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DragonFly users List (threaded) for 2010-09
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Re: Why did you choose DragonFly?

From: Siju George <sgeorge.ml@xxxxxxxxx>
Date: Fri, 24 Sep 2010 15:58:48 +0530

On Tue, Sep 21, 2010 at 1:03 AM, Samuel J. Greear <sjg@evilcode.net> wrote:

> What has drawn you to use the DragonFly BSD operating system and/or
> participate in its development by following this list?

For me it was a Journey in search of the right software for the Job I
had in my hands.

I first heard about BSD itself when I was learning Windows NT at a
local institute because of my father's compulsion.
I had flung my BTech exams due to riotious living and having memory
loss etc due to hashimotto.
I went to this institute not because I liked it but so that there will
not be further criticism about the church I started attending during
those days to get up and walk a clean life from the mess I made out of
Read in a magazine that hotmail ran on FreeBSD initially. Also yahoo
runs FreeBSD.
In India at that time ( 2000 ) Internet was a rare thing for common
people and I could not learn much about BDSs.

I was given a oppourtunity to go and learn in a newly started IT firm
which had 4 computers and 3 programmers working in PHP. I was told to
manage the Windows 2000 Server that was there which was the
development machine running apache/php/mysql. I soon migrated the
Apache/PHP/Mysql stuff to Redhat then Mandrake then PCQLinux and by
about Redhat9 I was fed up with it and switched to Debian.

After an year or so we had around 7-8 programmers working on PHP and I
was taken in the rolls of the company.
Slowly I replaced the Windows 2000 firewall with OpenBSD and PF and wrote this.


Later a similar BTech flunk guy ( he passed later ) from BSD-India
mailingist joined to work with me :-)

We replaced the Windows 2000 Domain Controller with FreeBSD and Samba 3.x

Slowly the company started growing and we had more people and I
started administring our client's Servers on the Internet.
We had a Debian Backup Server with backuppc running on it for backups
and wanted to use 120GB hard disks on it at a later stage but No Linux
or BSD distros would detect the disks except OpenBSD at that time. So
I installed OpenBSD with RAIDFRAME and got a kind soul in the
openbsd-misc mailinng list make a backuppc port for me.

I loved OpenBSD because it was very faithful for every thing we
needed. But there was a problem after an unclean shut down it took a
lot of time for fsck and riad parity checks of the mirrored disks. The
RAID parity checks could be run in the background so the problem was
partially solved. OpenBSD served us well and for any purpose OpenSBD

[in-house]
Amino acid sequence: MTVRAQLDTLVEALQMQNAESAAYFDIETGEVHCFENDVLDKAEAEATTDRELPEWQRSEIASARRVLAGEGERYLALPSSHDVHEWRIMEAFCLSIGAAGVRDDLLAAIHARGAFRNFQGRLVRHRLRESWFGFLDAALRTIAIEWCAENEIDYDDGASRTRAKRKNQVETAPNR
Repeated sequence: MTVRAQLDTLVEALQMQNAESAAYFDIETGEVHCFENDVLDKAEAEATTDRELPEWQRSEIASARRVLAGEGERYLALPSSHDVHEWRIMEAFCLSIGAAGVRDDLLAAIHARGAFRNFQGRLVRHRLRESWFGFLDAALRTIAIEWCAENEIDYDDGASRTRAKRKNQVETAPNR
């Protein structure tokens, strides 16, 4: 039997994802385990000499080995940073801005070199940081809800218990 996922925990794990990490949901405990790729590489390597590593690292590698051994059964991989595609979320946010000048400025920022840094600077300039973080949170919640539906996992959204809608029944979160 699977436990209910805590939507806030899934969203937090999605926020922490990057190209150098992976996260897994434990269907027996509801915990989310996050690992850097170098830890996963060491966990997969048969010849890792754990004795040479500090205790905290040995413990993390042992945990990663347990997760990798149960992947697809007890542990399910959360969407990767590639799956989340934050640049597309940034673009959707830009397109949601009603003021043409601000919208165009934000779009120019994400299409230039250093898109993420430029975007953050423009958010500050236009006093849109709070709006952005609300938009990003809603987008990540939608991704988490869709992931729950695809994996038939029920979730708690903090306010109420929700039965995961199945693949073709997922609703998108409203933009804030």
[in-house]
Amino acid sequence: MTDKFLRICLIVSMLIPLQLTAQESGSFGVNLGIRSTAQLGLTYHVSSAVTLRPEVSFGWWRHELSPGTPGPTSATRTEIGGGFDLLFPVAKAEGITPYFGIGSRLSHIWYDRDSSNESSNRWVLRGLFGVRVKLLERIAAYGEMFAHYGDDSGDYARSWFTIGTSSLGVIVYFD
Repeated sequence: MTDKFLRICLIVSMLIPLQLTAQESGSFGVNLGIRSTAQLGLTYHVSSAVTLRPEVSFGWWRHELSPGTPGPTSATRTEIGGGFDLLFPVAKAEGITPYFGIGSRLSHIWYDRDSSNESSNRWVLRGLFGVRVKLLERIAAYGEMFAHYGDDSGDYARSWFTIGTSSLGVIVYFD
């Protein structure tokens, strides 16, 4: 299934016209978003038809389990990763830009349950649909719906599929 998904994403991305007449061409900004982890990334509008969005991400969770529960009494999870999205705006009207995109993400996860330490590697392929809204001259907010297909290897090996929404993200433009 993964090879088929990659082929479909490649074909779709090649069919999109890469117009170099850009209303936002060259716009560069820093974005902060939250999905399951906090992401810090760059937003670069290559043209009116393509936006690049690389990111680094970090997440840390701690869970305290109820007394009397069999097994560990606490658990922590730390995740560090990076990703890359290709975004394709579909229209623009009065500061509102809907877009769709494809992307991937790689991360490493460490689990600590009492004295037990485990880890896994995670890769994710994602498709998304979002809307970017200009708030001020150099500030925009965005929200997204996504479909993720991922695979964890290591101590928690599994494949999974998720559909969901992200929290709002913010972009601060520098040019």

it is my first choice even now. It survived many freequent power
failures and still kept the Data safe.

I started hating FreeBSD after a portupgrade broke in between and well
it was trouble :-( OpenBSD booted faster, had /etc centralized and
detected any hardware I presented to it.

So when we had to upgrade our backup server's hard disk from 120GB to 500GB

1) FreeBSD was not a choice though ZFS was persuasive
2) OpenBSD/RAIDFRAME/fsck was not a choice
3) Linux/RAID/fsck was not a choice

I new about DragonFly BSD, had read about hammer but was not sure any
one was using it in production so a google search brought me to


and I asked the list


So I tried this in a qemu :-)


Matt jumped ni and Gave me ideas and I implemented it.

Now I just love the DragonFly OS due to the following features

1) Rolling release :-)

Development branch is stable enough for me. If I keep an eye on the
[Heads UP] mails sent to the DragonFly users list I can avoid
troubles. There is no need for every six months major upgrades. Just
upgrade little by little weekly or monthly as I have time.

2) 2 500GB disks but no fsck after unclean shutdown.

It is pure pleasue to show Linux admins how I can pull the plug and
get the OS and  file system up and running in less than a minute ;-)

3) Sufficient Redundancy without RAID parity checks

Matt Introduced me to mirroring and I could do away with RAID
completely in my setup.

The Data are kept in a Hammer Partition/Volume ( Backup1 ) on the
first disk. PFSes are made with differrent snapshoting and prune-min
settings according to the storage needs. These PFSes are mirrored
using ( mirror-stream ) on to a Hammer Partition/Volume ( Backup2 ) on
the second disk.

4) Insant every 5 mins backup for Windows/Mac OS X/BSD/Linux/Solaris
users. Just drag and drop the files you need :-)

This part was the greatest success in the company among developers.
They have become very relaxed about backups now :-)

I wrote this but due to my lack of WiKi editing knowledge it still
needs to be refined.


I not only share www files but also mysql sql dump files like this every hour.

So now Developers dont have to approach admins for any backup requirements.

Suppose if they accidently over write the latest files with a backup?

well they get the changes that was there till 5 mins back. Just drag
and drop the right thing again :-)

This is how a Windows User can browse a snapshot through Samba


5) Variable File System snapshoting Schemes for Master and Slave PFSes

6) Remote Encrypted File System Mirroring using hammer mirror-stream using SSh

7) Able to Add Volumes to Hammer File System on the Fly.

What I am looking forward to?

1) CARP implementation whereby I can run 2 systems on the same IP

2) Qemu support so I can make DragonFly my main Desktop hosting many
virtual machines in which I experiment new stuff

I follow this porject fully hoping that one day Dragonfly will provide
easy clustering support :-)

thanks for asking


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